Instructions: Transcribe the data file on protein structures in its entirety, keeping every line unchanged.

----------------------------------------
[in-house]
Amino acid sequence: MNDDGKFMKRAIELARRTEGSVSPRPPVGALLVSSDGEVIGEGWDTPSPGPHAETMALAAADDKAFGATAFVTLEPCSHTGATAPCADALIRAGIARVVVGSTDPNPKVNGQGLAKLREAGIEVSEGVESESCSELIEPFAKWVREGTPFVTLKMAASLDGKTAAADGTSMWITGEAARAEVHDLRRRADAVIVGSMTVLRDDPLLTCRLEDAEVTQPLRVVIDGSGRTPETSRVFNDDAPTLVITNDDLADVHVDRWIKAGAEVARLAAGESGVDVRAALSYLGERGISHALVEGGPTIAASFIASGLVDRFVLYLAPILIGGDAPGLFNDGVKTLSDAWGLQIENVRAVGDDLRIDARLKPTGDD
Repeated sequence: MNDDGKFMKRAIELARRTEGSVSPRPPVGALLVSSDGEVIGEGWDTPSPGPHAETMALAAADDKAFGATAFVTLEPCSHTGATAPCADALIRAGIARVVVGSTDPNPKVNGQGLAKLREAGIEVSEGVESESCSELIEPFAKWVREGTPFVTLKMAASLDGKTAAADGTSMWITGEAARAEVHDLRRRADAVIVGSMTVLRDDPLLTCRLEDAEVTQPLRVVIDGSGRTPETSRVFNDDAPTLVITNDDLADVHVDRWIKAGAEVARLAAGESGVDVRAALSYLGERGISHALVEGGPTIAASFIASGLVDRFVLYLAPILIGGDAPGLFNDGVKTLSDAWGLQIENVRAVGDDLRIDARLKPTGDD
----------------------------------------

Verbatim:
[in-house]
Amino acid sequence: MNDDGKFMKRAIELARRTEGSVSPRPPVGALLVSSDGEVIGEGWDTPSPGPHAETMALAAADDKAFGATAFVTLEPCSHTGATAPCADALIRAGIARVVVGSTDPNPKVNGQGLAKLREAGIEVSEGVESESCSELIEPFAKWVREGTPFVTLKMAASLDGKTAAADGTSMWITGEAARAEVHDLRRRADAVIVGSMTVLRDDPLLTCRLEDAEVTQPLRVVIDGSGRTPETSRVFNDDAPTLVITNDDLADVHVDRWIKAGAEVARLAAGESGVDVRAALSYLGERGISHALVEGGPTIAASFIASGLVDRFVLYLAPILIGGDAPGLFNDGVKTLSDAWGLQIENVRAVGDDLRIDARLKPTGDD
Repeated sequence: MNDDGKFMKRAIELARRTEGSVSPRPPVGALLVSSDGEVIGEGWDTPSPGPHAETMALAAADDKAFGATAFVTLEPCSHTGATAPCADALIRAGIARVVVGSTDPNPKVNGQGLAKLREAGIEVSEGVESESCSELIEPFAKWVREGTPFVTLKMAASLDGKTAAADGTSMWITGEAARAEVHDLRRRADAVIVGSMTVLRDDPLLTCRLEDAEVTQPLRVVIDGSGRTPETSRVFNDDAPTLVITNDDLADVHVDRWIKAGAEVARLAAGESGVDVRAALSYLGERGISHALVEGGPTIAASFIASGLVDRFVLYLAPILIGGDAPGLFNDGVKTLSDAWGLQIENVRAVGDDLRIDARLKPTGDD